Contact: Rebecca Martinez
New BIPOC Collective Seeks To Shift Psilocybin Therapy Movement Towards Inclusion
Two Local Women Are Bridging The Gap Between Psychedelic Insiders and the Curious Public
Fruiting Bodies is launching their online community on March 13th, in tandem with Tokeativity’s online Psychedelics & Plant Medicine Social.
Fruiting Bodies Collective is on a mission to ensure that Oregon’s psilocybin (mushroom) therapy program is affordable, equitable, and culturally relevant to Oregonians from all backgrounds. Founded in 2020 by Elan Hagens and Rebecca Martinez, this women-run social enterprise and online community creates free and low-cost educational materials for those eager to learn about psilocybin therapy, especially people from marginalized groups who might otherwise lack access. Podcast episodes, educational e-books, and free informational downloads will be available on FruitingBodiesCollective.com in an effort to make previously exclusive and hard-to-find information readily accessible to the public.
Their launch on March 13th coincides with a fundraising effort to raise $20,000 to support this endeavor.
The past year has seen public interest in psilocybin explode as the passage of measure 109 landed Oregon in the national spotlight. 1.2 million Oregonians (55% of voters) voted Yes on the bill, which legalized the therapeutic use of mushrooms and will create a licensing framework for the program. The required two-year development phase has begun. Along with public curiosity comes hesitation, assumption, and guesswork.
When the bill passed, the Fruiting Bodies founders saw an opportunity to avoid the mistakes of the cannabis industry and ensure that Oregonians who are Black, Indigenous, and people of color see a program on day one that is explicitly designed with their interests in mind. Both Hagens and Martinez found themselves inundated with questions from the public due to Martinez’ involvement with the campaign and Hagens’ mycology background. Questions such as: Are mushrooms safe? Is micro-dosing legal now? Will this actually help with depression? When can I try this for myself?
This outpouring of interest demonstrated a clear need for accurate, inviting, and highly shareable information regarding psilocybin therapy, mushroom science, and future opportunities in the space. The founders’ experience in communications and community organizing led them online. With a time-sensitive message and an ambition of growing to 100,000 active monthly members, they’re focusing on the platforms where people spend their time.
Until recently, the psychedelic healing community has been predominantly white, and due to the lasting impact of the war on drugs, communities of color may be unlikely to seek out these promising therapies.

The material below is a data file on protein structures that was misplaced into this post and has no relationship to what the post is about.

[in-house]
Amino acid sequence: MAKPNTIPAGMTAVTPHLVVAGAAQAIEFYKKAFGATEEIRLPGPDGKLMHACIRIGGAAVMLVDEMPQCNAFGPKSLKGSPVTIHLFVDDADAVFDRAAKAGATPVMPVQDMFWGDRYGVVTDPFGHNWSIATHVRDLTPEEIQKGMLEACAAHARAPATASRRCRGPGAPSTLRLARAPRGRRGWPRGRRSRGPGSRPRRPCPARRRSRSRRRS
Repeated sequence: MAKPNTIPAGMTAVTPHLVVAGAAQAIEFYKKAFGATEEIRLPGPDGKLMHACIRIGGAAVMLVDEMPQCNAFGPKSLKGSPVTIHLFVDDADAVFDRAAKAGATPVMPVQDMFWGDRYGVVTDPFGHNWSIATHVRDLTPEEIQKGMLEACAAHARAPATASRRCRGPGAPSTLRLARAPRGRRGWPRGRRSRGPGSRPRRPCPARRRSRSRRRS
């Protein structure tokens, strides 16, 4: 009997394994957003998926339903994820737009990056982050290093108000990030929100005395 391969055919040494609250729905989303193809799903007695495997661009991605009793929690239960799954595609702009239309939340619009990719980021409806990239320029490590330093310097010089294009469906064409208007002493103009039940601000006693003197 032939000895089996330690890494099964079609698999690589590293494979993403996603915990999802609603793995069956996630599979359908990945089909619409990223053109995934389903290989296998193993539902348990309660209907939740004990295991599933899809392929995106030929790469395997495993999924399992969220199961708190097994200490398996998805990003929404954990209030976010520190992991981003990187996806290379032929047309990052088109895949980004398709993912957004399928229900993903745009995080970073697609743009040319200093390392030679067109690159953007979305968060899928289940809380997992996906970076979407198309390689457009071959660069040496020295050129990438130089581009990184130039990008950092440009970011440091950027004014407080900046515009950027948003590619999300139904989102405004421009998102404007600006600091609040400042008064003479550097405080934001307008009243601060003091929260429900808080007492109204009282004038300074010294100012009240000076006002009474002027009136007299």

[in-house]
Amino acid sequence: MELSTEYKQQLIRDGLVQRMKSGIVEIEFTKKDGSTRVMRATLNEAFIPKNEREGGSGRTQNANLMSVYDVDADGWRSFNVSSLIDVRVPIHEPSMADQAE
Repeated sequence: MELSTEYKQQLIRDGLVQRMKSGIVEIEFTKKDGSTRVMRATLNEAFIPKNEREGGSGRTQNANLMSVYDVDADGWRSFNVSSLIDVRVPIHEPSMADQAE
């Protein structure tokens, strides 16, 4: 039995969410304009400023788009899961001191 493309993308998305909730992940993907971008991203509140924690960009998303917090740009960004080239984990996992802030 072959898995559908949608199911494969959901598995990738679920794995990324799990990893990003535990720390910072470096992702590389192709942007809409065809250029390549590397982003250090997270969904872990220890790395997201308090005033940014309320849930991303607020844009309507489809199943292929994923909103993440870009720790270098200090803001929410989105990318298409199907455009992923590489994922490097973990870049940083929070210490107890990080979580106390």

“I’m a Black woman and I care about making these treatments relevant to my community. I want to change the face of psychedelics so people from my neighborhood, people from my family’s church, can see that this medicine is safe and can improve our quality of life. I want to make sure treatment is affordable, education is widespread, and we are not left behind in the rollout of this program.” -Elan Hagens, Co-founder & CEO of Fruiting Bodies
In early 2023, when the Oregon Health Authority begins accepting applications for clinics, therapists, and mushroom producers, there will be a diverse network of tens of thousands of Oregonians who need to understand the principles of psilocybin therapy, feel informed and prepared for involvement, and have ample access to need-based funding for licensing and therapy fees. Fruiting Bodies is helping drive these efforts.
Fruiting Bodies Collective launches March 13th. Hagens and Martinez have particular focus on women, communities of color and their allies. Their current online audience exceeds 5,000 people across social media platforms. Supporters can join an affordable monthly membership with special access to news, Oregon Health Authority program updates, and an inner circle of leaders, learners, and collaborators.
Through widespread crowdfunding, sales of educational materials, and enrollment in their online community, Fruiting Bodies is setting out to raise $20,000 in Spring of 2021 to advance their effort and build upon existing momentum and community support. Like-minded groups and individuals wishing to sponsor Fruiting Bodies or make a tax-exempt gift can reach out via the contact form on their website.
About the founders: Rebecca Martinez, a Mexican author and community organizer, served on staff as volunteer and event coordinator at the Yes on IP 109 campaign. Her book, Edge Play, details her personal experiences with psychedelic healing. Elan Hagens is best known for her beloved gourmet mushroom company, Temptress Truffles. A decade ago, she was the first Black vendor in the Portland Farmers Market community and has been a community leader and educator ever since.